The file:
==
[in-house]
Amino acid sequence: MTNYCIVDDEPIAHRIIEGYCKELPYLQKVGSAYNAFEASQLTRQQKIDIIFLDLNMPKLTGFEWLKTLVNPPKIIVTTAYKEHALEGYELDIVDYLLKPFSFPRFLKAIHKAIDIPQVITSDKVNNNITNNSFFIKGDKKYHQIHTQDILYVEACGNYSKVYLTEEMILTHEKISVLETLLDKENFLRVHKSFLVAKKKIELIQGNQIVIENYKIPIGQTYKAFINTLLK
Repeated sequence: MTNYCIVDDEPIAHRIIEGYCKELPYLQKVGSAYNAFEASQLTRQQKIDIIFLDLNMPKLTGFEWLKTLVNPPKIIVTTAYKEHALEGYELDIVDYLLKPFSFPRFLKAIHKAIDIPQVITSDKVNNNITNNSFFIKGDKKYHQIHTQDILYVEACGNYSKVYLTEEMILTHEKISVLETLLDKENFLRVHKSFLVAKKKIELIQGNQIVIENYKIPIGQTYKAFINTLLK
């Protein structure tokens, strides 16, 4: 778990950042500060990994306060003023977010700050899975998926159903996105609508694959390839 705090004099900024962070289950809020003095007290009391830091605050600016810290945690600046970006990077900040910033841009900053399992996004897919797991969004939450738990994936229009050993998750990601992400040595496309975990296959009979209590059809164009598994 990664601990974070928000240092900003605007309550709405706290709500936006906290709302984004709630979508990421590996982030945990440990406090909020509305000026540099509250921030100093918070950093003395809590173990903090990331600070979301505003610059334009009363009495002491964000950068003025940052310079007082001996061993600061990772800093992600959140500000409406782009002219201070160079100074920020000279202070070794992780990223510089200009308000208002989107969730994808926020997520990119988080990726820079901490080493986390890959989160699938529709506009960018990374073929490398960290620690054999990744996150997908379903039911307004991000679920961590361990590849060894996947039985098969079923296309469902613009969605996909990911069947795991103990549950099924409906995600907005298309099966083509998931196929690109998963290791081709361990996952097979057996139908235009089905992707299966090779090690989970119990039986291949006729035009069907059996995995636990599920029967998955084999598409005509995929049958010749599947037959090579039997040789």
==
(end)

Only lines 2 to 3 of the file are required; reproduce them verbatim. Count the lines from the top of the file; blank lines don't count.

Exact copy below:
Amino acid sequence: MTNYCIVDDEPIAHRIIEGYCKELPYLQKVGSAYNAFEASQLTRQQKIDIIFLDLNMPKLTGFEWLKTLVNPPKIIVTTAYKEHALEGYELDIVDYLLKPFSFPRFLKAIHKAIDIPQVITSDKVNNNITNNSFFIKGDKKYHQIHTQDILYVEACGNYSKVYLTEEMILTHEKISVLETLLDKENFLRVHKSFLVAKKKIELIQGNQIVIENYKIPIGQTYKAFINTLLK
Repeated sequence: MTNYCIVDDEPIAHRIIEGYCKELPYLQKVGSAYNAFEASQLTRQQKIDIIFLDLNMPKLTGFEWLKTLVNPPKIIVTTAYKEHALEGYELDIVDYLLKPFSFPRFLKAIHKAIDIPQVITSDKVNNNITNNSFFIKGDKKYHQIHTQDILYVEACGNYSKVYLTEEMILTHEKISVLETLLDKENFLRVHKSFLVAKKKIELIQGNQIVIENYKIPIGQTYKAFINTLLK